Egypt has given the go-ahead for radar to be used to test a theory that Queen Nefertiti's crypt may be hidden in King Tutankhamun's tomb, an official said.
The Antiquities Ministry said non-invasive radar would not cause damage.
Archaeologist Nicholas Reeves believes the remains of Tutankhamun, who died 3,000 years ago aged 19, may have been rushed into an outer chamber of what was originally Nefertiti's tomb.
The location of Nefertiti's remains is unknown.
Those of Tutankhamun, who may have been her son, were found in 1922.
Final security clearance for the test would probably be obtained within a month, said spokesman Mouchira Moussa.
Dr Reeves, who has been in contact with the minister, is due to arrive in Cairo on Saturday, Mr Moussa added.
Signs of a portal
The scans were then used to produce a facsimile of the 3,300-year-old tomb near the site of the original Valley of the Kings in Luxor.
While assessing the scans last February, Dr Reeves spotted what he believed were marks indicating where two doorways used to be.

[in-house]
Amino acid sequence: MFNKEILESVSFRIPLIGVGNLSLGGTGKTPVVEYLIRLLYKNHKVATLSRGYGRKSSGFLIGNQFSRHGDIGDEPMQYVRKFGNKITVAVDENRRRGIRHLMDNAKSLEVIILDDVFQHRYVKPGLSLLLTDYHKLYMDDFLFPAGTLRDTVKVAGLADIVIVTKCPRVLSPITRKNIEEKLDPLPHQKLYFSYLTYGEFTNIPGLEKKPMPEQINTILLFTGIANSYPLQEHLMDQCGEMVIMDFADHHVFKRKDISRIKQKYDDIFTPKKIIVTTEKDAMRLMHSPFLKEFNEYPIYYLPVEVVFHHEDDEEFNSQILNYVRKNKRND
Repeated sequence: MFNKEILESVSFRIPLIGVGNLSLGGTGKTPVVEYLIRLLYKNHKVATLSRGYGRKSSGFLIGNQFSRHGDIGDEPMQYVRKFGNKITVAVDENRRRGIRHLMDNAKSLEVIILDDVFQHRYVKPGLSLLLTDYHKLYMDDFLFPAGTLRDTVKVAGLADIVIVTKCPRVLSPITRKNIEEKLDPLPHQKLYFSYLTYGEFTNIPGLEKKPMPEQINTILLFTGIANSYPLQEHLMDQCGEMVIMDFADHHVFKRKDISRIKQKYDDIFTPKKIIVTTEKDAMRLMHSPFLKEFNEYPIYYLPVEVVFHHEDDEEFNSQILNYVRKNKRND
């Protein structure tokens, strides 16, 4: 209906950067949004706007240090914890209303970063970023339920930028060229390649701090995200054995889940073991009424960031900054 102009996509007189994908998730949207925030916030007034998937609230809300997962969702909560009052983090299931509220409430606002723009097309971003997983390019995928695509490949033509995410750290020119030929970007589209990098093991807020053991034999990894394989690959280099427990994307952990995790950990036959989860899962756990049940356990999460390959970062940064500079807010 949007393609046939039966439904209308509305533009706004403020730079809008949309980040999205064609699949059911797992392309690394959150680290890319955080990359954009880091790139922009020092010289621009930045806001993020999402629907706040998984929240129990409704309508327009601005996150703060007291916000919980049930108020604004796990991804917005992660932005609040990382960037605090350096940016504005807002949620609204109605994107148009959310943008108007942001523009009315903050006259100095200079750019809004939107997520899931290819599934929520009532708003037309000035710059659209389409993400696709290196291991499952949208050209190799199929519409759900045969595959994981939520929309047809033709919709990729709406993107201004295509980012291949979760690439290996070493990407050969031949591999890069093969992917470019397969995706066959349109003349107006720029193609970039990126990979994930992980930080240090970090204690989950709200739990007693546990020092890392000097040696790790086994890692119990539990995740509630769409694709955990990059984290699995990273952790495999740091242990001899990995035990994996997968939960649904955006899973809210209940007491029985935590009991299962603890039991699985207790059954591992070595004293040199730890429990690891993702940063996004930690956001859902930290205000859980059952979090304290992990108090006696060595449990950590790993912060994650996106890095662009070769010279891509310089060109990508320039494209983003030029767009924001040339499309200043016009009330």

The archaeologist from the University of Arizona says he believes Nefertiti may lie inside.
Tutankhamun's tomb was the most intact ever discovered in Egypt. Close to 2,000 objects were found inside.
But its layout has been a puzzle for some time - in particular, why it was smaller than those of other kings' tombs.
Dr Reeves believes there are clues in the design of the tomb that indicate it was designed to store the remains of a queen, not a king.
His theory has yet to be peer-reviewed and leading Egyptologists have urged caution over the conclusion.
Who was Queen Nefertiti?
- The name Nefertiti means "a beautiful woman has come"
- She was queen of Egypt and wife of Pharaoh Akhenaten during the 14th century BC
- She and her husband established the cult of Aten, the sun god, and promoted a new style of Egyptian artwork
- It is thought the couple married when Nefertiti was about 15 and had six daughters and a son
- Some theories hold that Nefertiti was the mother of King Tutankhamun